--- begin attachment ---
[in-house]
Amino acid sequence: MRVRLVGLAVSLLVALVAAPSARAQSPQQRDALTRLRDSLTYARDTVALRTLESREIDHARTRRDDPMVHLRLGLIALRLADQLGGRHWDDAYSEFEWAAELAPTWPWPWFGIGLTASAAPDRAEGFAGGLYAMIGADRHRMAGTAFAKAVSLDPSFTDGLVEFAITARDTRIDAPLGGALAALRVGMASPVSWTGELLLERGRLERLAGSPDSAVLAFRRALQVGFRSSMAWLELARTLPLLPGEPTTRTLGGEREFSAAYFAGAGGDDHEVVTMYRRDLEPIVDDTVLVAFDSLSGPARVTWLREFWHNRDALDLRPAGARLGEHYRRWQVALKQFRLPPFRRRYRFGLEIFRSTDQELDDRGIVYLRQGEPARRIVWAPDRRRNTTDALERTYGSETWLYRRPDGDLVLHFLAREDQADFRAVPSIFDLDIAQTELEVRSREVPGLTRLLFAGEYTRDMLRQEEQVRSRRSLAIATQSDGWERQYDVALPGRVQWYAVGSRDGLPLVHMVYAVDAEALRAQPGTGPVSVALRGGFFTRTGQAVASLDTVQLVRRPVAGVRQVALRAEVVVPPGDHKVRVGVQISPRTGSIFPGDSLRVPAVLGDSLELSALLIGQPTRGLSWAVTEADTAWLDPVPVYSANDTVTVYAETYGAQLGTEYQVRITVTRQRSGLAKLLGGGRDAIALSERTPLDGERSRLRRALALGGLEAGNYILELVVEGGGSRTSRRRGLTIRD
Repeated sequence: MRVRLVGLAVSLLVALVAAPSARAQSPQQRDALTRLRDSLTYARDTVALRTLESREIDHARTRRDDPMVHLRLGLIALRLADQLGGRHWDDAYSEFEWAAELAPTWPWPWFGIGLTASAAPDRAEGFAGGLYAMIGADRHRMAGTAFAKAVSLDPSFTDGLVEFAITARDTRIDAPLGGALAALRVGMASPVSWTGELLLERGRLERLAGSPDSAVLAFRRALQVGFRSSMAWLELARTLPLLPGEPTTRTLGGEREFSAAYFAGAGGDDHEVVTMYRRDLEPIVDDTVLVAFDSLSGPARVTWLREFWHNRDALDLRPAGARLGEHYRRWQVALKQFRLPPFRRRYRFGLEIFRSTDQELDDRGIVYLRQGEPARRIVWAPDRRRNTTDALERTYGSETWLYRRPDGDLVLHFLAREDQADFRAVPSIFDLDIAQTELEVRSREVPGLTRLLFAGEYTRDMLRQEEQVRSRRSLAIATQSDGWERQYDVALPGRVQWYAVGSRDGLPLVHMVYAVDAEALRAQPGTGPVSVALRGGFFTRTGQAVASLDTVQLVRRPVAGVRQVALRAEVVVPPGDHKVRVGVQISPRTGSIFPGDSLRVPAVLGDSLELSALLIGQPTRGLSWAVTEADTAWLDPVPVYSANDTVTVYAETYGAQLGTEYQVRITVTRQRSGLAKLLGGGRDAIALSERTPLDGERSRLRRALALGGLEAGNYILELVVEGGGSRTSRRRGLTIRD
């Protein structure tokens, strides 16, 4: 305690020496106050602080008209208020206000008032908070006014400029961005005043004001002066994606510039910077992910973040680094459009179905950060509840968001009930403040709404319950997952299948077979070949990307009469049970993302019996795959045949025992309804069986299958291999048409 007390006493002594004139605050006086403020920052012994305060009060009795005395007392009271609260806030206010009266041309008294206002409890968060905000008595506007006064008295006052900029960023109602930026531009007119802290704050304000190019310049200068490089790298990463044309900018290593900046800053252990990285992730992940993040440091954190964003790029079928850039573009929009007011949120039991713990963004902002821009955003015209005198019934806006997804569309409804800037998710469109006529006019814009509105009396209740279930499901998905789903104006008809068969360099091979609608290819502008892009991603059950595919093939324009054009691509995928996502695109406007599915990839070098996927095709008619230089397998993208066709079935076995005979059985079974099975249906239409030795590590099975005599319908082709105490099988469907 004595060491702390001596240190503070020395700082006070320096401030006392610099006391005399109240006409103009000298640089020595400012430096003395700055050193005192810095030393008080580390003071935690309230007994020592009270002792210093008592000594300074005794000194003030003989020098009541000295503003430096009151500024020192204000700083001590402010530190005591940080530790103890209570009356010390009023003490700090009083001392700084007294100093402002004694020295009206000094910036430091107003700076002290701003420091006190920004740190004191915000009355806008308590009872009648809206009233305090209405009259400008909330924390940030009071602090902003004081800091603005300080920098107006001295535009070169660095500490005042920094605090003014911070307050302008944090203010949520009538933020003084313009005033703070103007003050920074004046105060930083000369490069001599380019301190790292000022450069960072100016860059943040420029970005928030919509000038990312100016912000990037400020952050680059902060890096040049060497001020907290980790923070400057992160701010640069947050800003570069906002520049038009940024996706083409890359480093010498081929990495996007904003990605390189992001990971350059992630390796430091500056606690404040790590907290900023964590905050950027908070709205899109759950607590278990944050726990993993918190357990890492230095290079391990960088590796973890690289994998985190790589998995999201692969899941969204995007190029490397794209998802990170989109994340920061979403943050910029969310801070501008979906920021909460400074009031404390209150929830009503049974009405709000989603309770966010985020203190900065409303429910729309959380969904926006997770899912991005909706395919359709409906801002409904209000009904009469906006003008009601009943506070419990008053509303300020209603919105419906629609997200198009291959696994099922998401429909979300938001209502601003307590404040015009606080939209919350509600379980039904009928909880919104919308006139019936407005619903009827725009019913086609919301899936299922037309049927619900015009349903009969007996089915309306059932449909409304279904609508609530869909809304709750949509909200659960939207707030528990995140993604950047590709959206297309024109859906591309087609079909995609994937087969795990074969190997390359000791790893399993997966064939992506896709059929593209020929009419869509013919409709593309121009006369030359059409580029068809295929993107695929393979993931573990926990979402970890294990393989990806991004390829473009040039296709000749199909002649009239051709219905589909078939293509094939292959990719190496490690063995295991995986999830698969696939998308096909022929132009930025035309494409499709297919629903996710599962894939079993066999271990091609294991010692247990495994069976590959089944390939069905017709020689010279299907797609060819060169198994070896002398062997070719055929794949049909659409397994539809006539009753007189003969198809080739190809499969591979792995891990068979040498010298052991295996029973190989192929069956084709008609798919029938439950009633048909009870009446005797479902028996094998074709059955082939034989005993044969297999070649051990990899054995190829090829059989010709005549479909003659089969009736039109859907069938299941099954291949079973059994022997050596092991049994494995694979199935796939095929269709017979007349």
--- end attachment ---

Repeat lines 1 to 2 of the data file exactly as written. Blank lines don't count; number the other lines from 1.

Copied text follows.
[in-house]
Amino acid sequence: MRVRLVGLAVSLLVALVAAPSARAQSPQQRDALTRLRDSLTYARDTVALRTLESREIDHARTRRDDPMVHLRLGLIALRLADQLGGRHWDDAYSEFEWAAELAPTWPWPWFGIGLTASAAPDRAEGFAGGLYAMIGADRHRMAGTAFAKAVSLDPSFTDGLVEFAITARDTRIDAPLGGALAALRVGMASPVSWTGELLLERGRLERLAGSPDSAVLAFRRALQVGFRSSMAWLELARTLPLLPGEPTTRTLGGEREFSAAYFAGAGGDDHEVVTMYRRDLEPIVDDTVLVAFDSLSGPARVTWLREFWHNRDALDLRPAGARLGEHYRRWQVALKQFRLPPFRRRYRFGLEIFRSTDQELDDRGIVYLRQGEPARRIVWAPDRRRNTTDALERTYGSETWLYRRPDGDLVLHFLAREDQADFRAVPSIFDLDIAQTELEVRSREVPGLTRLLFAGEYTRDMLRQEEQVRSRRSLAIATQSDGWERQYDVALPGRVQWYAVGSRDGLPLVHMVYAVDAEALRAQPGTGPVSVALRGGFFTRTGQAVASLDTVQLVRRPVAGVRQVALRAEVVVPPGDHKVRVGVQISPRTGSIFPGDSLRVPAVLGDSLELSALLIGQPTRGLSWAVTEADTAWLDPVPVYSANDTVTVYAETYGAQLGTEYQVRITVTRQRSGLAKLLGGGRDAIALSERTPLDGERSRLRRALALGGLEAGNYILELVVEGGGSRTSRRRGLTIRD